[order] Charadriiformes | [family] Scolopacidae | [latin] Numenius minutus | [UK] Little Curlew | [FR] Courlis nain | [DE] Zwergbrachvogel | [ES] Zarapito Chico | [IT] Chiurlo minore | [NL] Kleine Regenwulp

Kleine Regenwulp determination

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The Little Curlew is the smallest curlew and has a long thin neck. The small head has a short, slender bill, downcurved at the tip and pink on the underside.There is a dark crown, with a pale buff brow line over large eyes. The body is mainly warm brown, heavily marked, with a streaked buff breast and light underbody. The legs are medium length. When alarmed, they either stand tall and erect or crouch in the grass. The female is slightly larger than the male. It is also called Little Whimbrel and Pygmy or Baby Curlew.

Breeding The species breeds in secondary vegetation growth in open burnt areas or in grassy clearings in northern montane larch Larix spp. or dwarf birch woodland, chiefly along river valleys or on well-drained southward-facing mountain slopes. Non-breeding On passage the species shows a preference for foraging and resting in swampy meadows near lakes and along river valleys. It overwinters on dry inland grassland, bare cultivation, dry mudflats and coastal plains of black soil with scattered shallow pools of freshwater, swamps, lakes or flooded ground. It shows a preference for short grass swards of less than 20 cm tall, and occasionally occurs in dry saltmarshes, coastal swamps, mudflats or sandflats in estuaries, or on the beaches of sheltered coasts.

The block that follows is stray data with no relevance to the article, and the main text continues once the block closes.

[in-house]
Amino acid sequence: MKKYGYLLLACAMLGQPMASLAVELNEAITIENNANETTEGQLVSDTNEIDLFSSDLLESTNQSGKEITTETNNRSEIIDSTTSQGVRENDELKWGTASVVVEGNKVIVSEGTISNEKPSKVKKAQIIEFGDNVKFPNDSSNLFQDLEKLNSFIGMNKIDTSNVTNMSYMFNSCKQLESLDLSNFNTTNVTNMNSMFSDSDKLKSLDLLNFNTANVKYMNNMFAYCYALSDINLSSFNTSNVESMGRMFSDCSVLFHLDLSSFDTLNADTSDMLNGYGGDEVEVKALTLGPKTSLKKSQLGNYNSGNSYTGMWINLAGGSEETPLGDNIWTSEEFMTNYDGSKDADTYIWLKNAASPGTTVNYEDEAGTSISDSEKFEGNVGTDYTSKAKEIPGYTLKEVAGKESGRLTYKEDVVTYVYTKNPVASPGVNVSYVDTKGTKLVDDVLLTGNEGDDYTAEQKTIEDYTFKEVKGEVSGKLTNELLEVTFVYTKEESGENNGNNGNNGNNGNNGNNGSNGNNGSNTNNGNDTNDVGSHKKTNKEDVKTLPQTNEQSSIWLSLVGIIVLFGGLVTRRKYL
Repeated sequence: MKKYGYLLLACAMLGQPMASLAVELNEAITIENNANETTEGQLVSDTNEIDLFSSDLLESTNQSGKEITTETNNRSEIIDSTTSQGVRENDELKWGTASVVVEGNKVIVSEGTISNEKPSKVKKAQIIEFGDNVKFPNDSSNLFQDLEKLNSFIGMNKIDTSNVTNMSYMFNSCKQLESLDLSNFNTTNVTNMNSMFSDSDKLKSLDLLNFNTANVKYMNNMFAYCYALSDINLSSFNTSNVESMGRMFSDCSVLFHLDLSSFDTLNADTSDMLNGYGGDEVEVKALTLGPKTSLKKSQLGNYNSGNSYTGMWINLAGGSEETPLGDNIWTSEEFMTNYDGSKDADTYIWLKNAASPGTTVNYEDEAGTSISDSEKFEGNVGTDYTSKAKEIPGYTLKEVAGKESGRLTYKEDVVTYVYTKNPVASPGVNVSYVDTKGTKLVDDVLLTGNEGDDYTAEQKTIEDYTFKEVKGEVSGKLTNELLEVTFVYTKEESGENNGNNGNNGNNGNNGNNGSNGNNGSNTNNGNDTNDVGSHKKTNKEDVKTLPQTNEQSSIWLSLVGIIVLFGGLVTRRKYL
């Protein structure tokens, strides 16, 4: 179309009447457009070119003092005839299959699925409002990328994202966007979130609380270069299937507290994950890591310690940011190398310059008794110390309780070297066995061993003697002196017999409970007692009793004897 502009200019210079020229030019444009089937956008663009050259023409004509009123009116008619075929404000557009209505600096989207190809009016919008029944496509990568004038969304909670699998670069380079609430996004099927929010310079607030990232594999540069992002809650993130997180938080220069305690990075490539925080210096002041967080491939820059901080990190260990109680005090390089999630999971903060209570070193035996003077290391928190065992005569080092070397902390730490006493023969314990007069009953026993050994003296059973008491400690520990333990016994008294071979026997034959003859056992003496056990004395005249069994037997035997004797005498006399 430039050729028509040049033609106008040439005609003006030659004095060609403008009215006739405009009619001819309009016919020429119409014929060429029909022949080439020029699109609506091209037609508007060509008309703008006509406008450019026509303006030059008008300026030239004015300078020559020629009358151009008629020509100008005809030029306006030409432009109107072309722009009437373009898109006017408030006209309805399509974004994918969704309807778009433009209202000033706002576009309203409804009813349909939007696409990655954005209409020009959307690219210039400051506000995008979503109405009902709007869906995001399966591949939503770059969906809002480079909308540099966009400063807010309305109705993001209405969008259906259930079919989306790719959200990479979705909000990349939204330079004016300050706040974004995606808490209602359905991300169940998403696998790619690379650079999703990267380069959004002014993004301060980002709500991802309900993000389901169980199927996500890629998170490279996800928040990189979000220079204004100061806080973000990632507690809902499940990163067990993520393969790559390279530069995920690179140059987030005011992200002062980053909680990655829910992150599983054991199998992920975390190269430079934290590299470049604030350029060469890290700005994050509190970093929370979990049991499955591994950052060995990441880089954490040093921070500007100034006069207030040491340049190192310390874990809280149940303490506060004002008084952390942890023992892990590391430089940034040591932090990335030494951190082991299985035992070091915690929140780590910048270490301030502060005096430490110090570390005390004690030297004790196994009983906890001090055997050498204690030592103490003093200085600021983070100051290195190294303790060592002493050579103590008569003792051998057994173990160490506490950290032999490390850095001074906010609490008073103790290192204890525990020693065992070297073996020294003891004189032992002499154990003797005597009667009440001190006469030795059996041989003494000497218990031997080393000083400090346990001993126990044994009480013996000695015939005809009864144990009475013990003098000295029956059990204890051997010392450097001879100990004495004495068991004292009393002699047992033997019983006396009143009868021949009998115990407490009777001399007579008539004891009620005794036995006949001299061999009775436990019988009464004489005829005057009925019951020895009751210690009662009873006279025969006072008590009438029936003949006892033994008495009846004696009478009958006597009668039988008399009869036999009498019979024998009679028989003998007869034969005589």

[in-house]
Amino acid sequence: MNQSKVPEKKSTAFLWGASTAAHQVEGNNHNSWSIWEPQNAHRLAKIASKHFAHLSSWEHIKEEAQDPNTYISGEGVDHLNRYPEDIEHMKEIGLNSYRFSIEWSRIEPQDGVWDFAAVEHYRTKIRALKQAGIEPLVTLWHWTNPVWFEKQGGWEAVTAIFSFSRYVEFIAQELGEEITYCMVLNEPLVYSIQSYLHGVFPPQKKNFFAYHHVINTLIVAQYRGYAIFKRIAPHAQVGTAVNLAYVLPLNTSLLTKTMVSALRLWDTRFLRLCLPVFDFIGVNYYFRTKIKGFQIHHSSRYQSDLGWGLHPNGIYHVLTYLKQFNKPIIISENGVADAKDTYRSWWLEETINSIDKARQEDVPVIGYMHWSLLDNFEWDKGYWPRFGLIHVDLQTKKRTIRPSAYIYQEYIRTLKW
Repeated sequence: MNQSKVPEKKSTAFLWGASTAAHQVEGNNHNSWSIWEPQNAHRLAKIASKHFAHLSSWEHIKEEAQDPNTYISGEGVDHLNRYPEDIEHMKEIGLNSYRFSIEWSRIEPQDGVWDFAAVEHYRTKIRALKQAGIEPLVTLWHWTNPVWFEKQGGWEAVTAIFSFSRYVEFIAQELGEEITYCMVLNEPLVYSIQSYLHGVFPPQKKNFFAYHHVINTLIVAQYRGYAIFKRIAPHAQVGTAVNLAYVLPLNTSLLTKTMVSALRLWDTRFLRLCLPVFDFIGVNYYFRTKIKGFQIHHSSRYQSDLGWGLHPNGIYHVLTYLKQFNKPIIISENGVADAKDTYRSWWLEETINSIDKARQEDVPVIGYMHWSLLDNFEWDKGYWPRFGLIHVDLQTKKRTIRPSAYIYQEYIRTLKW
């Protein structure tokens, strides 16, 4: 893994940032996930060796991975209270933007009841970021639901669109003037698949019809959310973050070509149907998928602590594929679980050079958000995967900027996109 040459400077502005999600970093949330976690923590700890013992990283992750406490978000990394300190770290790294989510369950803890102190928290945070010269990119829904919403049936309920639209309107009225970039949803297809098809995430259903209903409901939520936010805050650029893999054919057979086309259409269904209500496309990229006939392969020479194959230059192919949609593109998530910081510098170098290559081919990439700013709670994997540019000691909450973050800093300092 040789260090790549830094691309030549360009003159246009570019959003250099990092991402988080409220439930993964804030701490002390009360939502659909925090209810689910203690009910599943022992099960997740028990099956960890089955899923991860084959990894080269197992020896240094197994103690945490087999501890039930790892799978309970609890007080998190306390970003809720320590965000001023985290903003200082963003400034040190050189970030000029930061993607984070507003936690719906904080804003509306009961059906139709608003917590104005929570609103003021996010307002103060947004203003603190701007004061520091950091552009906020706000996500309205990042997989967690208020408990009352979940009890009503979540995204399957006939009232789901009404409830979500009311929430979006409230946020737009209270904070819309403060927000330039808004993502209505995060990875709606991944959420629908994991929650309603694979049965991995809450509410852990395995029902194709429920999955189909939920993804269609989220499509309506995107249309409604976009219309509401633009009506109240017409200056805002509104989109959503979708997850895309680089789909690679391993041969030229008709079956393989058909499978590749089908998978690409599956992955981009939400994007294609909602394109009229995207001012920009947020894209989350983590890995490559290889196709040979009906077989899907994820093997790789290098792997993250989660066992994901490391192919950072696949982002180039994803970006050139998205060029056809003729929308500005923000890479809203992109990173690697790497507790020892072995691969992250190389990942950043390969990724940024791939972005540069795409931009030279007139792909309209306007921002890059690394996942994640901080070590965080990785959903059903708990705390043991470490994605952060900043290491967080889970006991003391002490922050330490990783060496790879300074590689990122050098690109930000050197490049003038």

The Little Curlew, Numenius minutus, is a wader in the large bird family Scolopacidae. It is a very small curlew, which breeds in the far north of Siberia. It is closely related to the North American Eskimo Curlew

Its diet consists predominantly of adult and larval insects (e.g. grasshoppers, crickets, weevils, beetles, caterpillars, ants and termites) and spiders as well as vegetable matter including seeds, rice husks and berries.

This species has a large range, with an estimated global Extent of Occurrence of 100,000-1,000,000 kmē. It has a large global population estimated to be 180,000 individuals (Wetlands International 2002). Global population trends have not been quantified, but the species is not believed to approach the thresholds for the population decline criterion of the IUCN Red List (i.e. declining more than 30% in ten years or three generations). For these reasons, the species is evaluated as Least Concern. [conservation status from birdlife.org]

The species breeds in secondary vegetation growth in open burnt areas or in grassy clearings in northern montane larch Larix spp. or dwarf birch woodland, chiefly along river valleys or on well-drained southward-facing mountain slopes. During winter on passage the species shows a preference for foraging and resting in swampy meadows near lakes and along river valleys. It overwinters on dry inland grassland, bare cultivation, dry mudflats and coastal plains of black soil with scattered shallow pools of freshwater, swamps, lakes or flooded ground. It shows a preference for short grass swards of less than 20 cm tall, and occasionally occurs in dry saltmarshes, coastal swamps, mudflats or sandflats in estuaries, or on the beaches of sheltered coasts.

This species is strongly migratory, travelling from mid-August to October along the coast of eastern Asia on a narrow front with few stop-overs. On its wintering grounds in Australia the species also makes erratic movements in relation to ranifall. It breeds from late-May to early-August in loose colonies1 of 3-30 pairs and migrates in flocks of up to 1,000 individuals. During the non-breeding season it occurs in dense flocks of several hundreds or thousands of individuals and gathers in large flocks to roost during the warmest part of the day and at night.